Quad-Sparing Knee Replacement Surgery: The New Gold Standard

All aspects of surgery are being affected by a new minimally invasive trend. No matter what procedure is being performed, if there is a way to do it with less negative impact on the body, today’s surgeons are working on ways to make it happen. A few weeks ago I wrote a post about the mini hip replacement that has developed recently. This week I will write a similar post about a relatively new procedure known as a quadriceps-sparing total knee replacement. It has the same end result as a traditional total knee replacement, or TKR, but it does so with considerably less damage to the surrounding tissue in the operating room. I believe that this new procedure, unlike the total hip replacement, is a great improvement on the traditional surgery. While it is a more difficult operation when compared to the traditional TKR, its advantages are more than just cosmetic and I believe it is a superior choice for all people looking for a knee replacement.

During a traditional knee replacement surgery, a vertical incision is made along the top of the knee that exposes the quadriceps muscle. A secondary incision is then made through the quadriceps to expose the knee joint. At this stage, many tendons and much muscle tissue has been cut, resulting in unavoidable blood loss and a need for major anesthesia. The knee prosthesis is then inserted by a method similar to the total hip replacement. A plastic cup is placed on one end of the joint and a metal ball is attached to the other, as can be seen in the x-ray at left. The new joint is then assembled and aligned and tested for mobility. Once the surgeon is satisfied with the functionality of the prosthesis the soft tissue is sutured and the incisions are closed. Traditional knee replacement patients will typically stay in the hospital for three to four days, and then have up to eight weeks of physical therapy to recover completely.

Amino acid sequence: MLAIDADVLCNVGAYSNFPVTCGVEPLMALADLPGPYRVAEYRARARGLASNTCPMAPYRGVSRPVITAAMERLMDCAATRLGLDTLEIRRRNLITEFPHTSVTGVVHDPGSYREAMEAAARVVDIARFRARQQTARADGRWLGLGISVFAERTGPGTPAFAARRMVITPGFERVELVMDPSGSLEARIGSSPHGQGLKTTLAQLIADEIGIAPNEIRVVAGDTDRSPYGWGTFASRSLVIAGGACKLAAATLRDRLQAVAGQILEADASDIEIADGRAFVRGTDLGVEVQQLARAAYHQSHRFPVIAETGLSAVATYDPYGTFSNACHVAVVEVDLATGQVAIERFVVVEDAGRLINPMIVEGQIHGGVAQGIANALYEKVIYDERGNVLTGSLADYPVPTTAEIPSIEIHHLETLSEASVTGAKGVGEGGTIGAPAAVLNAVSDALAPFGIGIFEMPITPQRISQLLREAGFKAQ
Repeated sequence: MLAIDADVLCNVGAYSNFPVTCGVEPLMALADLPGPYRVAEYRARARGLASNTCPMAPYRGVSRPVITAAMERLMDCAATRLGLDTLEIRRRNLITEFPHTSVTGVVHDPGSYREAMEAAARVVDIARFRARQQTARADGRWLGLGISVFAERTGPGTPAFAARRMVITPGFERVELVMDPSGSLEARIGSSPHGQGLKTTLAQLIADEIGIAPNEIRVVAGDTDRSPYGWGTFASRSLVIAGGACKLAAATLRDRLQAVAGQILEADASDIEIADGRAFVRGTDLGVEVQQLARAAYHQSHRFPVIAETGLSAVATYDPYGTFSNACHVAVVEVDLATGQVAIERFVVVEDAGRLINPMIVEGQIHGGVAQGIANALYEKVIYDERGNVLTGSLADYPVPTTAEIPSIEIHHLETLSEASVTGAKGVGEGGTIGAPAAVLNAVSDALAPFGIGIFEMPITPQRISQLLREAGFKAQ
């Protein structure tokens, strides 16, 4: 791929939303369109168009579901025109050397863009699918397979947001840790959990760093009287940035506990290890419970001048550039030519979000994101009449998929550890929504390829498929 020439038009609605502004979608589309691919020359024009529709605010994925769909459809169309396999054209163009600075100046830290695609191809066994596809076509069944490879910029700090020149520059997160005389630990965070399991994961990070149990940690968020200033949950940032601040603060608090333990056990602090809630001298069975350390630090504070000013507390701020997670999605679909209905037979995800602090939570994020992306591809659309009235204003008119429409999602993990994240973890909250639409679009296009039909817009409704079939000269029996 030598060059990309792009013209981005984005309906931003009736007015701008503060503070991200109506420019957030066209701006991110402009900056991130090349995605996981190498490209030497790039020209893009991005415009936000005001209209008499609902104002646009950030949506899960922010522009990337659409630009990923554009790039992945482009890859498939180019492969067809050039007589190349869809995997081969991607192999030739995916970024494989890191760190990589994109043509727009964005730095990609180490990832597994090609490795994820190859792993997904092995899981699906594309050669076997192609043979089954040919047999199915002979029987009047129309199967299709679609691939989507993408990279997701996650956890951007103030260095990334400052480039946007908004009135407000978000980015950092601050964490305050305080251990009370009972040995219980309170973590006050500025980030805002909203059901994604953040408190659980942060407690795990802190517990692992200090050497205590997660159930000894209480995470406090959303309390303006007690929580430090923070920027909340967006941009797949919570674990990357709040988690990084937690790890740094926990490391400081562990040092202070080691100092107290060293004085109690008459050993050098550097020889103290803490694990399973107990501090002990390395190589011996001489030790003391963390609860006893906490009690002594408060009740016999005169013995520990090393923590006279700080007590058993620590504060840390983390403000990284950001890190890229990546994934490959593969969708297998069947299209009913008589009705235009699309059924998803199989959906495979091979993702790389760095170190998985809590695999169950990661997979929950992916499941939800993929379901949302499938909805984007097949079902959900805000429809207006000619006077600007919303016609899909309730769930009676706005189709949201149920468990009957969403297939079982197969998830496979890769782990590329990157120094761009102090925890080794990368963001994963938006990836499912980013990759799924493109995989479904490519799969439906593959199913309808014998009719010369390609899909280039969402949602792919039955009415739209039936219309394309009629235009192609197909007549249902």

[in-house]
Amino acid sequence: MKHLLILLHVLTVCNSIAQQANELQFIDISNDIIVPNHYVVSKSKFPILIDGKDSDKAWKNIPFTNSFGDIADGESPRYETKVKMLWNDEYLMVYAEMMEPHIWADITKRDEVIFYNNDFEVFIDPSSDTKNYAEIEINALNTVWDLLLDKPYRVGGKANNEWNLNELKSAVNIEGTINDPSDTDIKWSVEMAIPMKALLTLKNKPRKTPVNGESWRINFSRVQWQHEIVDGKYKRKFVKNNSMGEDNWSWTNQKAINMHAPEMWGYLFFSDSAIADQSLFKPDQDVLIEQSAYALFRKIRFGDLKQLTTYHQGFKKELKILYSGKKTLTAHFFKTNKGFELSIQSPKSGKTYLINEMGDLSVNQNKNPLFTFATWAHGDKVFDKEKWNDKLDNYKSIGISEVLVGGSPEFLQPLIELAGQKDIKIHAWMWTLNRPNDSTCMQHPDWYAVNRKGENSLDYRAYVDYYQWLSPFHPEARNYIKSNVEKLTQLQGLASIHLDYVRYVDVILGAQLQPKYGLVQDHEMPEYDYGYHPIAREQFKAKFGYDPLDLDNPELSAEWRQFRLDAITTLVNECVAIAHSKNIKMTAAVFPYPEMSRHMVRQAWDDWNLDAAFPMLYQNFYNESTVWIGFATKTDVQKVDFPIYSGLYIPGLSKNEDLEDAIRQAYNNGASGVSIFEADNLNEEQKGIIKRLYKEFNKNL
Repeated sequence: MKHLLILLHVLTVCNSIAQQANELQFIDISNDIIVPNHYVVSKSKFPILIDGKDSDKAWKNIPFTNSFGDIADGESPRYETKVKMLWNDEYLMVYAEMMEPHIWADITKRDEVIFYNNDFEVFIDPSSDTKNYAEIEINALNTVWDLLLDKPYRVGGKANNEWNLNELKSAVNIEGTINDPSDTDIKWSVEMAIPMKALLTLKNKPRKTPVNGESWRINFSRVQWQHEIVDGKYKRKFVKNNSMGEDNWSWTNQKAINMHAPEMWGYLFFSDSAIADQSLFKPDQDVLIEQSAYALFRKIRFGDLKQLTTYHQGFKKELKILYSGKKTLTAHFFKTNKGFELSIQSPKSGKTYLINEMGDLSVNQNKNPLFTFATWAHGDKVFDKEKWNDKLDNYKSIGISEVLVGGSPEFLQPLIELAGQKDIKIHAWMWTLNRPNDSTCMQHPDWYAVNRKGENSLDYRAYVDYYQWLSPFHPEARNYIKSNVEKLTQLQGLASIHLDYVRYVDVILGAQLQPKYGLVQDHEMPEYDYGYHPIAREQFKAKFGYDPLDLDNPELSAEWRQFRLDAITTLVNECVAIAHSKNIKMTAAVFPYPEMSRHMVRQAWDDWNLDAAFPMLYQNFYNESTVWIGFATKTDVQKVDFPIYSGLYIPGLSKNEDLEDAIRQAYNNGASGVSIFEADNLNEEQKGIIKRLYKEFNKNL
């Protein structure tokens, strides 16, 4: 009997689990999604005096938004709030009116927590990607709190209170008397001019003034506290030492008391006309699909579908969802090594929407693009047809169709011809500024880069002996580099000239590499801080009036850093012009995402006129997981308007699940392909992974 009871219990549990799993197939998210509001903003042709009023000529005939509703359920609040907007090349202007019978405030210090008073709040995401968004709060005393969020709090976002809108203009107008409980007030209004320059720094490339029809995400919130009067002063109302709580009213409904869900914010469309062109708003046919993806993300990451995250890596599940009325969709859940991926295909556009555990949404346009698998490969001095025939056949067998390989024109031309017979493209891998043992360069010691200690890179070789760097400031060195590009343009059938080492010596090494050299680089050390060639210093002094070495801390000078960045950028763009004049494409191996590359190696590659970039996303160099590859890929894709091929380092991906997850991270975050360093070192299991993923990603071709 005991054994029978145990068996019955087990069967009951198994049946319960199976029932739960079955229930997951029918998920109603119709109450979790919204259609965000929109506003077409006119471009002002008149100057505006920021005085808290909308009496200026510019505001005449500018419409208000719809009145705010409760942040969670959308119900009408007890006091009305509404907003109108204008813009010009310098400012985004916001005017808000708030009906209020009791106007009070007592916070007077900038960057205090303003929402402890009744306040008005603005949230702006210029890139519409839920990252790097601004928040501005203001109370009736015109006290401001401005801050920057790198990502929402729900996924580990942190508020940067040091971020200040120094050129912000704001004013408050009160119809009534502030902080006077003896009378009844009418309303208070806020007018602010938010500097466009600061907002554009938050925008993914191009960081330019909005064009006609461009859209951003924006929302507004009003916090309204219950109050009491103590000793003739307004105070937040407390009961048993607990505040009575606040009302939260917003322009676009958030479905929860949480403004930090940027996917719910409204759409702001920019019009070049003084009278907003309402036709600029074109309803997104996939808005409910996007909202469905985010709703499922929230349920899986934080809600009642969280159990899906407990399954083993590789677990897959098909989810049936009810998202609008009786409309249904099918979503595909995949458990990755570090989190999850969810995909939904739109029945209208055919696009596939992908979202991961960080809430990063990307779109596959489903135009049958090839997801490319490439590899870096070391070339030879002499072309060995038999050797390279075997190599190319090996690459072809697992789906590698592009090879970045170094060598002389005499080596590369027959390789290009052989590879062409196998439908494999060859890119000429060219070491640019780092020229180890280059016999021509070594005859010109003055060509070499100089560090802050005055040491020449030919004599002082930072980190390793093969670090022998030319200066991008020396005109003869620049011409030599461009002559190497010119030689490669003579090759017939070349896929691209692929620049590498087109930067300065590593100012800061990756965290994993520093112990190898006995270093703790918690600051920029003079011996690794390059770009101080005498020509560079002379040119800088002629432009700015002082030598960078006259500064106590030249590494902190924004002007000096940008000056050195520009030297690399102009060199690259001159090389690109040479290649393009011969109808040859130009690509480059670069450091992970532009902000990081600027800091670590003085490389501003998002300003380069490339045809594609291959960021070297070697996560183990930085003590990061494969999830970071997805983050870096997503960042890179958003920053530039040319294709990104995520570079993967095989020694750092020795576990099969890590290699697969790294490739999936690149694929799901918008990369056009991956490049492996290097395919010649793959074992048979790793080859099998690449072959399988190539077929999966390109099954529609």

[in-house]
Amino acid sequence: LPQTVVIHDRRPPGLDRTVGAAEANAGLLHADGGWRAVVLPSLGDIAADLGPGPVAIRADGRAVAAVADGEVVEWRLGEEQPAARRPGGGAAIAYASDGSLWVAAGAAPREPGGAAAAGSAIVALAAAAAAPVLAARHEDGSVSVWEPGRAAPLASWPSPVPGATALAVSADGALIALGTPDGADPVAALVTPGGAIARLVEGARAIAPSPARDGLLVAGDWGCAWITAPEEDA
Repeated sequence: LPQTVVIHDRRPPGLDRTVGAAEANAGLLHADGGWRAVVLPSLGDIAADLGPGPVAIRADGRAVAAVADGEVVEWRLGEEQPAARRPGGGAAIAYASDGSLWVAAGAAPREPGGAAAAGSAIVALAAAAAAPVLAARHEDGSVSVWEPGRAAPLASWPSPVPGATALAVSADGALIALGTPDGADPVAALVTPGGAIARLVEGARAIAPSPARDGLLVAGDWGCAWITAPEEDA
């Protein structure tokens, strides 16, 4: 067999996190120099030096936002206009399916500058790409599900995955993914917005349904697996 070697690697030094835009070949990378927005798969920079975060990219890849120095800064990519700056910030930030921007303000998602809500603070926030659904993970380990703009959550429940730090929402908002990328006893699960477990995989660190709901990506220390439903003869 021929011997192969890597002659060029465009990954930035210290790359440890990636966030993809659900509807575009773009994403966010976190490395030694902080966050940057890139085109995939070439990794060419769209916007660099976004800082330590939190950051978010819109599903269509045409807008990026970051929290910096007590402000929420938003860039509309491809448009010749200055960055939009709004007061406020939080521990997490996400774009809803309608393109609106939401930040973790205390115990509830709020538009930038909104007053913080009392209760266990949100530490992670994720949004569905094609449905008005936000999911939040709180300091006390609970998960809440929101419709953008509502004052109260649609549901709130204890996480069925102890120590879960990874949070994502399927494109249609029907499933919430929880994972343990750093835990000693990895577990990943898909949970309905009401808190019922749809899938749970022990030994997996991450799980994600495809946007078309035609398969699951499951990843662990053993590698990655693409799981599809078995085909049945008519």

This is the area in which the quad-sparing procedure becomes most attractive. Patients who undergo this surgery can expect to leave the hospital in less than one day, and the reasons are multi-fold. First of all, the incision is much smaller. In the traditional surgery, the incision is approximately eight to twelve inches in length. With the new technique it can be as small as three inches, with most being about four (see image below right). The incision is made on the side of the knee, which allows the joint to be exposed without severing any tendons or disturbing much muscle tissue. Because of this, there is less blood loss compared to the traditional TKR and less anesthesia is needed. Less anesthesia is almost always preferred by surgeons since surgery itself is a very traumatic experience for the body and heavy sedation only complicates the recovery process.